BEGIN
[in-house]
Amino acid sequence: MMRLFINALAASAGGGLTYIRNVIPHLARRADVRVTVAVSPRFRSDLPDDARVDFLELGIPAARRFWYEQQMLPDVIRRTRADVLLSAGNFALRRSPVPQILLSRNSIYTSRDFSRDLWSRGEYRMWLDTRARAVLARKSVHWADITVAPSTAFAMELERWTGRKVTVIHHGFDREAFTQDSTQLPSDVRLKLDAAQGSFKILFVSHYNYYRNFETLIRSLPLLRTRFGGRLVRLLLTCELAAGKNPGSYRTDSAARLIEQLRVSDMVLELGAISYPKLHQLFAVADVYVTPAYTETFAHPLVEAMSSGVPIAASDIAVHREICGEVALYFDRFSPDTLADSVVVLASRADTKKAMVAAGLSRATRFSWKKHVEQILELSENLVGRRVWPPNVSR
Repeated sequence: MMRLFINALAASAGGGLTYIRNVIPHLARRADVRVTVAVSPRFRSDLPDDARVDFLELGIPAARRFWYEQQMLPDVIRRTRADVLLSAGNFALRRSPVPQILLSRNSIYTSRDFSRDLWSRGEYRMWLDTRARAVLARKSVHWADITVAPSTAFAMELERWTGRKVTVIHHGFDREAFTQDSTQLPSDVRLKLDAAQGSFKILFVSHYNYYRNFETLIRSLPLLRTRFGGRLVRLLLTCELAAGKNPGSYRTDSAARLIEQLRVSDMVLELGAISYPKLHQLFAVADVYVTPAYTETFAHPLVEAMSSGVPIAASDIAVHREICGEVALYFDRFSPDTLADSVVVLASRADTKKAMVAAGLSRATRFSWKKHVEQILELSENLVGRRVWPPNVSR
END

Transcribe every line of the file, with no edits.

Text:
[in-house]
Amino acid sequence: MMRLFINALAASAGGGLTYIRNVIPHLARRADVRVTVAVSPRFRSDLPDDARVDFLELGIPAARRFWYEQQMLPDVIRRTRADVLLSAGNFALRRSPVPQILLSRNSIYTSRDFSRDLWSRGEYRMWLDTRARAVLARKSVHWADITVAPSTAFAMELERWTGRKVTVIHHGFDREAFTQDSTQLPSDVRLKLDAAQGSFKILFVSHYNYYRNFETLIRSLPLLRTRFGGRLVRLLLTCELAAGKNPGSYRTDSAARLIEQLRVSDMVLELGAISYPKLHQLFAVADVYVTPAYTETFAHPLVEAMSSGVPIAASDIAVHREICGEVALYFDRFSPDTLADSVVVLASRADTKKAMVAAGLSRATRFSWKKHVEQILELSENLVGRRVWPPNVSR
Repeated sequence: MMRLFINALAASAGGGLTYIRNVIPHLARRADVRVTVAVSPRFRSDLPDDARVDFLELGIPAARRFWYEQQMLPDVIRRTRADVLLSAGNFALRRSPVPQILLSRNSIYTSRDFSRDLWSRGEYRMWLDTRARAVLARKSVHWADITVAPSTAFAMELERWTGRKVTVIHHGFDREAFTQDSTQLPSDVRLKLDAAQGSFKILFVSHYNYYRNFETLIRSLPLLRTRFGGRLVRLLLTCELAAGKNPGSYRTDSAARLIEQLRVSDMVLELGAISYPKLHQLFAVADVYVTPAYTETFAHPLVEAMSSGVPIAASDIAVHREICGEVALYFDRFSPDTLADSVVVLASRADTKKAMVAAGLSRATRFSWKKHVEQILELSENLVGRRVWPPNVSR